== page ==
Allogeneic hematopoietic SCT (HST) offers the only curative potential for patients with chronic myelomonocytic leukemia (CMML). However, there is a paucity of data addressing this approach in CMML. The disease is a relatively under-represented myelodysplastic (MDS)/myeloproliferative subtype among transplant eligible patients. Non-randomized studies suggest that long-term remissions are achievable when using myeloablative or reduced intensity conditioning transplantation. Allogeneic SCT for CMML is often reported as part of MDS registry data. The largest series in adult patients reported a disappointing long-term relapse-free survival (RFS) of 18%. The Fred Hutchinson Cancer and Research Center group reported a 40% long-term RFS for a mixed group of adults and children with CMML who were transplanted over two decades. In this study, we performed a literature search and reviewed available data for adult CMML patients undergoing HST. The dearth of data that span two decades with changing transplant practices prohibited us from performing a formal meta-analysis. However, we elected to present the current status of HST in adult CMML patients. Carefully selected CMML patients may have the most benefit from this curative approach.

Really, this seems to be all that’s available out there.

Vidaza vs CMML, and the graft-vs-tumor effect

We met with Dr. James Rossetti yesterday, who is going to be my wife’s doctor overseeing her treatment.

He gave us an overview of the complete diagnosis, and we finally got a complete overview of the treatment plan:

1. Two or three courses of Vidaza to try to slow or mitigate the effects of the disease (which is the CMML version of the various Myelodysplastic syndromes).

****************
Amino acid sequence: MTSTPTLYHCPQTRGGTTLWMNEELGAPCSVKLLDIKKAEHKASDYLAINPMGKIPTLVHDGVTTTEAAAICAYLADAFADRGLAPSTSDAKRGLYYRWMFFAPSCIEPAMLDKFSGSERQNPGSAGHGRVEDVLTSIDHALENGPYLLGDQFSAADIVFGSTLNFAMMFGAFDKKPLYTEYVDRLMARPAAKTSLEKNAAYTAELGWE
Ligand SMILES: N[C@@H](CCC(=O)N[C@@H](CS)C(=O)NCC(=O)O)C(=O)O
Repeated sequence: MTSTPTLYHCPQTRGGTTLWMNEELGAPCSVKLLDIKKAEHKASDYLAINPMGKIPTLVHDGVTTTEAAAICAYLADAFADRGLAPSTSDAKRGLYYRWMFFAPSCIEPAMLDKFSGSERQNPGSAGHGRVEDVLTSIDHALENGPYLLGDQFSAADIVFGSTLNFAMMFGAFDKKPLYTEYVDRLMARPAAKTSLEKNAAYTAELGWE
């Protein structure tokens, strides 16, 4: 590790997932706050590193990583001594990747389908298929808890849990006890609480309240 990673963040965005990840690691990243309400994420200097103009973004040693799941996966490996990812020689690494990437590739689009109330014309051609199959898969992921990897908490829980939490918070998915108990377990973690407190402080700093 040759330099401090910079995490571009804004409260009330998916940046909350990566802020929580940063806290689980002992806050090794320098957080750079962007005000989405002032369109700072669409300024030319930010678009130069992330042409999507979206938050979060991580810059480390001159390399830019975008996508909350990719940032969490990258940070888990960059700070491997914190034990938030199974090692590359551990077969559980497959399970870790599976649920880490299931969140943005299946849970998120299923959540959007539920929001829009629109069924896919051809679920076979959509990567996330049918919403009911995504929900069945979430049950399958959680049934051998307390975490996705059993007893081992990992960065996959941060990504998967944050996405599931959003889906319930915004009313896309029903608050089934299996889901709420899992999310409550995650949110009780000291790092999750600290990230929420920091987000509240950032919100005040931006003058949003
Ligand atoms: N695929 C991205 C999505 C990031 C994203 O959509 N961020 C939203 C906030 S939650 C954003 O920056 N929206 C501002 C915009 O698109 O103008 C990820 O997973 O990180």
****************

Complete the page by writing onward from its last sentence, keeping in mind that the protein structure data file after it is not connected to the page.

2. Then she will undergo a “conditioning” period of intense chemo and full-body radiation.

3. The bone marrow transplant which will really be an infusion of adult stem-cells from an anonymous donor (“www.bethematch.org”).

4. Follow-up to check on the effects of the transplant.

The expectation is that the Vidaza will reduce her overall “risk level” and strengthen her body for “conditioning”, which will kill most if not all of the cancer-causing function. (The “risk level” is the risk that the disease will further progress and turn into leukemia). The “transplant” will then do two things: put new stem cells into her body to repopulate her bone marrow, and rely on the “the graft-vs-tumor effect” to suppress and kill any latent cancer function within her body.

At the beginning of this process, there is a 50% chance now that she can see a complete cure. As we move forward, and as things don’t go wrong, the hope is that those odds will rise. The main challenges in this process would be the dangers from the Vidaza (which she seems to be tolerating very well right now), infection down the road, the “conditioning” process, and of course, the big one would involve complications arising from the host-vs-donor or donor-vs-host process. If she is in good shape six months from now, we can be very hopeful, and at the two-year mark, there is something like a 98% chance that she will be completely cured of this.